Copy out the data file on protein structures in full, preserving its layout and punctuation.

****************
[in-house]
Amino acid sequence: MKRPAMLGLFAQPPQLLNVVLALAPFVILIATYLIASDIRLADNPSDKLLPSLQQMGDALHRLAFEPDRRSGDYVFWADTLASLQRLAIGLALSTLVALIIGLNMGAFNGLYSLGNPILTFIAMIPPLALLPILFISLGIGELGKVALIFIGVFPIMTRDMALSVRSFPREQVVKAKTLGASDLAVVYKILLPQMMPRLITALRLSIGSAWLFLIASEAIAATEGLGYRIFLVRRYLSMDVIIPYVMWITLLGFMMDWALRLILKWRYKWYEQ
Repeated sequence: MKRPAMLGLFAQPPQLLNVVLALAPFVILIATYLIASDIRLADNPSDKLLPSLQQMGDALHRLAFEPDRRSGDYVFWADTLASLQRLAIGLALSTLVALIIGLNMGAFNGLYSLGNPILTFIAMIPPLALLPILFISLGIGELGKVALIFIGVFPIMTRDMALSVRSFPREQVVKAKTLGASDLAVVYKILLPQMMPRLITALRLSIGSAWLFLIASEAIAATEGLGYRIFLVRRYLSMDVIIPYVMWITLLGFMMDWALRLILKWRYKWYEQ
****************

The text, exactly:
[in-house]
Amino acid sequence: MKRPAMLGLFAQPPQLLNVVLALAPFVILIATYLIASDIRLADNPSDKLLPSLQQMGDALHRLAFEPDRRSGDYVFWADTLASLQRLAIGLALSTLVALIIGLNMGAFNGLYSLGNPILTFIAMIPPLALLPILFISLGIGELGKVALIFIGVFPIMTRDMALSVRSFPREQVVKAKTLGASDLAVVYKILLPQMMPRLITALRLSIGSAWLFLIASEAIAATEGLGYRIFLVRRYLSMDVIIPYVMWITLLGFMMDWALRLILKWRYKWYEQ
Repeated sequence: MKRPAMLGLFAQPPQLLNVVLALAPFVILIATYLIASDIRLADNPSDKLLPSLQQMGDALHRLAFEPDRRSGDYVFWADTLASLQRLAIGLALSTLVALIIGLNMGAFNGLYSLGNPILTFIAMIPPLALLPILFISLGIGELGKVALIFIGVFPIMTRDMALSVRSFPREQVVKAKTLGASDLAVVYKILLPQMMPRLITALRLSIGSAWLFLIASEAIAATEGLGYRIFLVRRYLSMDVIIPYVMWITLLGFMMDWALRLILKWRYKWYEQ